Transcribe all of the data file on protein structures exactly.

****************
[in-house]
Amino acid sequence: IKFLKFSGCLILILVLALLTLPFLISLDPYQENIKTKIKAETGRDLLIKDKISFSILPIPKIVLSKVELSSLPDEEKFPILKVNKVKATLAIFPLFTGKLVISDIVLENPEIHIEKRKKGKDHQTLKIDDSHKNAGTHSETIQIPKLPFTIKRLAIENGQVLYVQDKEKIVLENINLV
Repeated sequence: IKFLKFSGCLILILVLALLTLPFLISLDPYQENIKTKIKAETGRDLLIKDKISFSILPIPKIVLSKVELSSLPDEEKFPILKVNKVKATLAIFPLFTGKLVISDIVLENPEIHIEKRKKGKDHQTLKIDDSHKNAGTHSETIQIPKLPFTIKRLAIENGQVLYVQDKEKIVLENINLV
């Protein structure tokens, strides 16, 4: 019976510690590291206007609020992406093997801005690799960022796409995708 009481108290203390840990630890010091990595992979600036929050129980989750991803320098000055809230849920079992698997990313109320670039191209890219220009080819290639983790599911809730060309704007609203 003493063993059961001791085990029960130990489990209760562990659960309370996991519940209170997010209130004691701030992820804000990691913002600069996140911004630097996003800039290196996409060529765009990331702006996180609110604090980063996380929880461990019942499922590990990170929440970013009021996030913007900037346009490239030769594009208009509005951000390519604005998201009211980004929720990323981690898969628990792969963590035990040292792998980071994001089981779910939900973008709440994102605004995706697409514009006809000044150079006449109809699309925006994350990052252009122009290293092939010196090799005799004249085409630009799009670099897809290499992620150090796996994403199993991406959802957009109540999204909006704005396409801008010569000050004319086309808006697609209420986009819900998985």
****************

[in-house]
Amino acid sequence: IKFLKFSGCLILILVLALLTLPFLISLDPYQENIKTKIKAETGRDLLIKDKISFSILPIPKIVLSKVELSSLPDEEKFPILKVNKVKATLAIFPLFTGKLVISDIVLENPEIHIEKRKKGKDHQTLKIDDSHKNAGTHSETIQIPKLPFTIKRLAIENGQVLYVQDKEKIVLENINLV
Repeated sequence: IKFLKFSGCLILILVLALLTLPFLISLDPYQENIKTKIKAETGRDLLIKDKISFSILPIPKIVLSKVELSSLPDEEKFPILKVNKVKATLAIFPLFTGKLVISDIVLENPEIHIEKRKKGKDHQTLKIDDSHKNAGTHSETIQIPKLPFTIKRLAIENGQVLYVQDKEKIVLENINLV
């Protein structure tokens, strides 16, 4: 019976510690590291206007609020992406093997801005690799960022796409995708 009481108290203390840990630890010091990595992979600036929050129980989750991803320098000055809230849920079992698997990313109320670039191209890219220009080819290639983790599911809730060309704007609203 003493063993059961001791085990029960130990489990209760562990659960309370996991519940209170997010209130004691701030992820804000990691913002600069996140911004630097996003800039290196996409060529765009990331702006996180609110604090980063996380929880461990019942499922590990990170929440970013009021996030913007900037346009490239030769594009208009509005951000390519604005998201009211980004929720990323981690898969628990792969963590035990040292792998980071994001089981779910939900973008709440994102605004995706697409514009006809000044150079006449109809699309925006994350990052252009122009290293092939010196090799005799004249085409630009799009670099897809290499992620150090796996994403199993991406959802957009109540999204909006704005396409801008010569000050004319086309808006697609209420986009819900998985």